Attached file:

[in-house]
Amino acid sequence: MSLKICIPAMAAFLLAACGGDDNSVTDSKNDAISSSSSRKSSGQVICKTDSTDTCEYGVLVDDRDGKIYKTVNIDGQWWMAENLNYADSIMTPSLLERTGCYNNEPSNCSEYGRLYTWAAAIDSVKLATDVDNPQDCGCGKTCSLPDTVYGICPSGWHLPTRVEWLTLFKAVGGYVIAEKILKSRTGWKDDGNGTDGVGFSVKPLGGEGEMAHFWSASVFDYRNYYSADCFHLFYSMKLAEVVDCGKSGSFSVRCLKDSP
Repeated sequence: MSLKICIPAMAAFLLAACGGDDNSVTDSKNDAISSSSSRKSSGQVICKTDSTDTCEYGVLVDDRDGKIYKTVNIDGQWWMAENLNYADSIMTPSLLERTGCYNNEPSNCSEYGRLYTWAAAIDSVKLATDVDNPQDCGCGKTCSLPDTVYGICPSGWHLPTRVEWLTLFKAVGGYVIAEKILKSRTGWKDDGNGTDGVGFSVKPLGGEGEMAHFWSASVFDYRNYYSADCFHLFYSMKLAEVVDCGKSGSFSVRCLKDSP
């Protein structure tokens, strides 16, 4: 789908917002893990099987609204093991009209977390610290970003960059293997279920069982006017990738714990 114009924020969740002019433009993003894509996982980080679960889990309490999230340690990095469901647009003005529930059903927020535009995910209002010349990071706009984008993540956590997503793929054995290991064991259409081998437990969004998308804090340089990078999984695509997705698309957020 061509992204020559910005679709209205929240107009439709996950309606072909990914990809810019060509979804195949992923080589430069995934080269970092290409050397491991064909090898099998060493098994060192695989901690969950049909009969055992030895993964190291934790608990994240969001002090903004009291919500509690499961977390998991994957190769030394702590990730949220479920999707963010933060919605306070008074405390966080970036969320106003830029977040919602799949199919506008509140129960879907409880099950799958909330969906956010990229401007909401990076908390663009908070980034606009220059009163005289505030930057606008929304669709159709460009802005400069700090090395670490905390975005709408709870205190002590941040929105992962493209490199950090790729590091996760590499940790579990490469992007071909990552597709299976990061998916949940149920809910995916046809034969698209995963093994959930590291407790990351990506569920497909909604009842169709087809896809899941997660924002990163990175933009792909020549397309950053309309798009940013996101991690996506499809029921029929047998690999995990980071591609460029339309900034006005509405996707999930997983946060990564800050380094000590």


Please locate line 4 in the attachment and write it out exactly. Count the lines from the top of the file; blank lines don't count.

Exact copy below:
């Protein structure tokens, strides 16, 4: 789908917002893990099987609204093991009209977390610290970003960059293997279920069982006017990738714990 114009924020969740002019433009993003894509996982980080679960889990309490999230340690990095469901647009003005529930059903927020535009995910209002010349990071706009984008993540956590997503793929054995290991064991259409081998437990969004998308804090340089990078999984695509997705698309957020 061509992204020559910005679709209205929240107009439709996950309606072909990914990809810019060509979804195949992923080589430069995934080269970092290409050397491991064909090898099998060493098994060192695989901690969950049909009969055992030895993964190291934790608990994240969001002090903004009291919500509690499961977390998991994957190769030394702590990730949220479920999707963010933060919605306070008074405390966080970036969320106003830029977040919602799949199919506008509140129960879907409880099950799958909330969906956010990229401007909401990076908390663009908070980034606009220059009163005289505030930057606008929304669709159709460009802005400069700090090395670490905390975005709408709870205190002590941040929105992962493209490199950090790729590091996760590499940790579990490469992007071909990552597709299976990061998916949940149920809910995916046809034969698209995963093994959930590291407790990351990506569920497909909604009842169709087809896809899941997660924002990163990175933009792909020549397309950053309309798009940013996101991690996506499809029921029929047998690999995990980071591609460029339309900034006005509405996707999930997983946060990564800050380094000590």